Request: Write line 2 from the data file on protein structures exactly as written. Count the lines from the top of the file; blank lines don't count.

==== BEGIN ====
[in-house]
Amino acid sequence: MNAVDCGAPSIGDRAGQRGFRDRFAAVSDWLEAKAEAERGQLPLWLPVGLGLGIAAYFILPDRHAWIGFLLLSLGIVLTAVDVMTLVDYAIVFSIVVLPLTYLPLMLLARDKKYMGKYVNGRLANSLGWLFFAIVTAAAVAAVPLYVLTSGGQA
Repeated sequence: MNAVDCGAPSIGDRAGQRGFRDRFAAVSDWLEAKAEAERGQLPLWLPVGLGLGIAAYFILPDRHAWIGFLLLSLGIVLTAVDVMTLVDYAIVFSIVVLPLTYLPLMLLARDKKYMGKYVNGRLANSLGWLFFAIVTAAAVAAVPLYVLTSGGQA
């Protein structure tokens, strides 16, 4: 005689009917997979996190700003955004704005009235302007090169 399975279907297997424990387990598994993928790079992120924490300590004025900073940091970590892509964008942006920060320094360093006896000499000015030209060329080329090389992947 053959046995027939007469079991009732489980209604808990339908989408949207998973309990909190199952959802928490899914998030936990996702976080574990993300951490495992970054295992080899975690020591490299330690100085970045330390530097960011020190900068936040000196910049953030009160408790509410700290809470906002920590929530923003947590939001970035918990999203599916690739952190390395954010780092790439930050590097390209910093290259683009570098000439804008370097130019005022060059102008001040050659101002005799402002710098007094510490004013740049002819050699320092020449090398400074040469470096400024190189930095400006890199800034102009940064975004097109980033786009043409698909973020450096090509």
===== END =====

Amino acid sequence: MNAVDCGAPSIGDRAGQRGFRDRFAAVSDWLEAKAEAERGQLPLWLPVGLGLGIAAYFILPDRHAWIGFLLLSLGIVLTAVDVMTLVDYAIVFSIVVLPLTYLPLMLLARDKKYMGKYVNGRLANSLGWLFFAIVTAAAVAAVPLYVLTSGGQA